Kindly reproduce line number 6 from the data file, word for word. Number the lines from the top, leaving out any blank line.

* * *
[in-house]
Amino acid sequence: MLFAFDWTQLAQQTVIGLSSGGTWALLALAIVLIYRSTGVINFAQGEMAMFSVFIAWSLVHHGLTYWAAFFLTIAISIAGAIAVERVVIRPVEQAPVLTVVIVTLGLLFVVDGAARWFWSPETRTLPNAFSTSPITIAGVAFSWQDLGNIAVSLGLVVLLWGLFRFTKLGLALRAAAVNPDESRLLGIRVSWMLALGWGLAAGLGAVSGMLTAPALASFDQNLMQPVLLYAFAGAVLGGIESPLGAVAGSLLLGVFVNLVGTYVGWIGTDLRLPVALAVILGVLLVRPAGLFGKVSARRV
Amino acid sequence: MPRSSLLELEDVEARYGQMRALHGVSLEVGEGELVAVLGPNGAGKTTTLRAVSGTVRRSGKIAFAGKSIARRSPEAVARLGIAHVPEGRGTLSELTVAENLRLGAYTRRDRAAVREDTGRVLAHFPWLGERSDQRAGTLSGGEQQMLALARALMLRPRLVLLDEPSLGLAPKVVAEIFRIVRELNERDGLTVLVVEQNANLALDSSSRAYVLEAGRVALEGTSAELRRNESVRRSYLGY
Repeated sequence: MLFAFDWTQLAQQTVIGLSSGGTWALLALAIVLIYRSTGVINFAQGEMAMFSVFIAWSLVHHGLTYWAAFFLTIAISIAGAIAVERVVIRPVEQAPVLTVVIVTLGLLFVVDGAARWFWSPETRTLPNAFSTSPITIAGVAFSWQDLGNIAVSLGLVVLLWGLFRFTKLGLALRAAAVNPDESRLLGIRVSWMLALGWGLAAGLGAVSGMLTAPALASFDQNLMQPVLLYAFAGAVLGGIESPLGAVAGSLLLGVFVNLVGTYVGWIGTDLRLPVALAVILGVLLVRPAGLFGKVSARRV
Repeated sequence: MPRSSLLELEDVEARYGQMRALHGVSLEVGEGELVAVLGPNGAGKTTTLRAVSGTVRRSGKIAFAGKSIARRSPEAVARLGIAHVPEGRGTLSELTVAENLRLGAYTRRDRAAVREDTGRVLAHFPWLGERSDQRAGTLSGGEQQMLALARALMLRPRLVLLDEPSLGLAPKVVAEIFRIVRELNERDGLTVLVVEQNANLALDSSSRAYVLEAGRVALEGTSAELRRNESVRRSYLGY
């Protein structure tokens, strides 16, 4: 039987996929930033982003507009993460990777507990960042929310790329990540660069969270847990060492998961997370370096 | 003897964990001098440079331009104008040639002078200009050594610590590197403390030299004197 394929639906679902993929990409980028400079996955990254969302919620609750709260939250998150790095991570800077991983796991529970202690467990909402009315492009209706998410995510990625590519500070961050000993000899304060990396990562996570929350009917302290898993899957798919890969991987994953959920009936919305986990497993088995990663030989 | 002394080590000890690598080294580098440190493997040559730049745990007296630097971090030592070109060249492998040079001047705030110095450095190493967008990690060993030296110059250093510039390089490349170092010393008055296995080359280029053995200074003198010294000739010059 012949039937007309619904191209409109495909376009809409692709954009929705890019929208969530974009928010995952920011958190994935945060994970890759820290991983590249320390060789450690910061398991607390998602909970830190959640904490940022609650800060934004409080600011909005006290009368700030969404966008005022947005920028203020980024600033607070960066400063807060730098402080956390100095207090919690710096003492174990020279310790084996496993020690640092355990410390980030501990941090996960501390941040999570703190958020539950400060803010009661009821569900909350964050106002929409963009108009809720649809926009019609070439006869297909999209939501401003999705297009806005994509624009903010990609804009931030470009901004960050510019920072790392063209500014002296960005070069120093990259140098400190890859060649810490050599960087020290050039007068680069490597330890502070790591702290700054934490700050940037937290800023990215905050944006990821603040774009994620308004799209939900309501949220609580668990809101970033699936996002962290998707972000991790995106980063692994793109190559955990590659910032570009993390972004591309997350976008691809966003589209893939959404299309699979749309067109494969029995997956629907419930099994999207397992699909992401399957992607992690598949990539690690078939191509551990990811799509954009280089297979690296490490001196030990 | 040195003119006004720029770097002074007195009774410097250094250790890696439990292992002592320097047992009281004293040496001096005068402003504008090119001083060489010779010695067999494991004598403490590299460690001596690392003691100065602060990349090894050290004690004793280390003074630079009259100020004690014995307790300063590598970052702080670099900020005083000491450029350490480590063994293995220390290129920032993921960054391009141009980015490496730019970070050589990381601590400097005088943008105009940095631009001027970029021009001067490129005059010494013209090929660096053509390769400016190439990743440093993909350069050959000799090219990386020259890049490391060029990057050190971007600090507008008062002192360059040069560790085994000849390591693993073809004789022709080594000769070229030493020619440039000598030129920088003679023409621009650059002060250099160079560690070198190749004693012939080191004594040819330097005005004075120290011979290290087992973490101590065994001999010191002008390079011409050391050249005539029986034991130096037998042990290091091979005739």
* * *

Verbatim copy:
């Protein structure tokens, strides 16, 4: 039987996929930033982003507009993460990777507990960042929310790329990540660069969270847990060492998961997370370096 | 003897964990001098440079331009104008040639002078200009050594610590590197403390030299004197 394929639906679902993929990409980028400079996955990254969302919620609750709260939250998150790095991570800077991983796991529970202690467990909402009315492009209706998410995510990625590519500070961050000993000899304060990396990562996570929350009917302290898993899957798919890969991987994953959920009936919305986990497993088995990663030989 | 002394080590000890690598080294580098440190493997040559730049745990007296630097971090030592070109060249492998040079001047705030110095450095190493967008990690060993030296110059250093510039390089490349170092010393008055296995080359280029053995200074003198010294000739010059 012949039937007309619904191209409109495909376009809409692709954009929705890019929208969530974009928010995952920011958190994935945060994970890759820290991983590249320390060789450690910061398991607390998602909970830190959640904490940022609650800060934004409080600011909005006290009368700030969404966008005022947005920028203020980024600033607070960066400063807060730098402080956390100095207090919690710096003492174990020279310790084996496993020690640092355990410390980030501990941090996960501390941040999570703190958020539950400060803010009661009821569900909350964050106002929409963009108009809720649809926009019609070439006869297909999209939501401003999705297009806005994509624009903010990609804009931030470009901004960050510019920072790392063209500014002296960005070069120093990259140098400190890859060649810490050599960087020290050039007068680069490597330890502070790591702290700054934490700050940037937290800023990215905050944006990821603040774009994620308004799209939900309501949220609580668990809101970033699936996002962290998707972000991790995106980063692994793109190559955990590659910032570009993390972004591309997350976008691809966003589209893939959404299309699979749309067109494969029995997956629907419930099994999207397992699909992401399957992607992690598949990539690690078939191509551990990811799509954009280089297979690296490490001196030990 | 040195003119006004720029770097002074007195009774410097250094250790890696439990292992002592320097047992009281004293040496001096005068402003504008090119001083060489010779010695067999494991004598403490590299460690001596690392003691100065602060990349090894050290004690004793280390003074630079009259100020004690014995307790300063590598970052702080670099900020005083000491450029350490480590063994293995220390290129920032993921960054391009141009980015490496730019970070050589990381601590400097005088943008105009940095631009001027970029021009001067490129005059010494013209090929660096053509390769400016190439990743440093993909350069050959000799090219990386020259890049490391060029990057050190971007600090507008008062002192360059040069560790085994000849390591693993073809004789022709080594000769070229030493020619440039000598030129920088003679023409621009650059002060250099160079560690070198190749004693012939080191004594040819330097005005004075120290011979290290087992973490101590065994001999010191002008390079011409050391050249005539029986034991130096037998042990290091091979005739």